BENGALURU : Be it bonding over cups of filter coffee and video games or a debate on different football teams, the two-month-long lockdown has definitely brought children closer to their dads, especially the ones bringing up their wards all by themselves. Pre-COVID, working fathers couldn’t spend much time with their kids, while the latter were busy with school or gadgets. But being locked inside their homes for the past few months has come as a blessing to many, especially single fathers who don the role of both parents.
Just ask Basur Kiran, who spent the lockdown with his son Rohan. The social entrepreneur and single father decided to go closer to nature to spend some quality time with his 14-year-old. The duo, along with Kiran’s mother, took off to their home near Sakleshpur. Rohan and Kiran then spent their mornings gong on hikes and swimming in the Hemavathi River. “We even played traditional games like lagori together.
This is the longest time Rohan could stay this close to nature and he enjoyed every bit of it. I am glad the lockdown gave us so much time to spend with each other,” Kiran said. Agreed Rohan, who was glad he got this time off with his father, especially since he is now busy preparing for his board exams next year.
On the other hand, some
others managed to bring out the best of their father-son relationships indoors. Bharath (29), a marketing entrepreneur, and his father Sudhama (69), both residents of Banashankari, spent time indoors delving in each other’s hobbies. While both took turns making dishes for each other, Bharath even managed to get his father to join him in some Playstation games. “Whenever he tried to make my favourite dishes, he forgot one ingredient or the other. Sometimes, he would forget paneer in paneer butter masala,” Bharath said with a laugh.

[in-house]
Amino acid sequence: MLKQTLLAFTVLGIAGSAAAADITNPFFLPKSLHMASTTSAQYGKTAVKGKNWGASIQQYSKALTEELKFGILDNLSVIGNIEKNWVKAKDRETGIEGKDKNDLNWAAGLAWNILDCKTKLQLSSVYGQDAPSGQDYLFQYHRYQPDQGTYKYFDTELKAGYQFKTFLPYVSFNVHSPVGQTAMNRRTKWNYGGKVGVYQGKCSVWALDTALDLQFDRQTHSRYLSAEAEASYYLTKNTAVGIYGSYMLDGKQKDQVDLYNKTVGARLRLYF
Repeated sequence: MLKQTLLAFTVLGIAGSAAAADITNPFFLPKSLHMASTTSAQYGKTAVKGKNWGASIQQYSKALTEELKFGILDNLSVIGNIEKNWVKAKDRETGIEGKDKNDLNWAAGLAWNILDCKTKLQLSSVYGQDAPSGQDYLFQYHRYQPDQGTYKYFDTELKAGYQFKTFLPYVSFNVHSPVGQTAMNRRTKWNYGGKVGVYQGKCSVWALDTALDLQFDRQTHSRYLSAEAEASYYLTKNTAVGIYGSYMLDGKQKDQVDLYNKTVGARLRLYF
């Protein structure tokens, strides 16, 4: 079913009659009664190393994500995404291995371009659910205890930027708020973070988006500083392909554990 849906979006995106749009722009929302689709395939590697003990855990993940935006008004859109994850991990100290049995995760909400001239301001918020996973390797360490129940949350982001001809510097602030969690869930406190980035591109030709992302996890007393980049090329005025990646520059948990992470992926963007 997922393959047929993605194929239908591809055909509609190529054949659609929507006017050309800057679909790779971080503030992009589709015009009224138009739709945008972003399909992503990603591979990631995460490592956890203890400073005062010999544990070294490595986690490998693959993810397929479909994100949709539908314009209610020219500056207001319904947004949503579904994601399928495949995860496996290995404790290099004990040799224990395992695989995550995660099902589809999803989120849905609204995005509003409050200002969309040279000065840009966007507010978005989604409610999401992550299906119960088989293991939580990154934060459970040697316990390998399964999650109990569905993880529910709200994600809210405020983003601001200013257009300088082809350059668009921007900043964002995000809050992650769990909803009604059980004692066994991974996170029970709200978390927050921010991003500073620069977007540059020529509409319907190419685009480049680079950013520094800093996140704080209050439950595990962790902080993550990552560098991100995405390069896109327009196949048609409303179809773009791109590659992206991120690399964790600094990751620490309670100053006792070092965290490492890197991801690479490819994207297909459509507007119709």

Sudhama, a retired bank employee, lost his wife four years ago, and has been a doting single father since then. “Fathers should never insist their sons be their reflection, but let them grow like themselves.” The lockdown, however, wasn’t different for this duo. Explains Sudhama, “Even while enjoying time together in the same house, we ensure to follow social distancing norms with each other.”
Manika Ghosh, a professor of psychology and the president of Bangalore Psychology Forum, says in times like the lockdown, single parents can have a particularly hard time carrying on their regular lives, including work, managing the house and taking care of their children. “It’s a double whammy but it also brings in huge responsibilities on both ends. It depends on the maturity level of the father and also what he is going through,” Ghosh says.
Santhosh Kumar, a finance professional and a single father of two daughters, planned to stay with his parents in Hessaraghatta to spend some family time. He spent time painting and doing pottery with his daughters, aged 9 and 14 years. Kumar recalls a moment from lockdown, “My daughters had to attend online classes and teachers usually send e-notes. As we didn’t have access to a printer in our village, I helped my daughters manually write down their notes,” Kumar says, adding that they had fun doing the assignment together.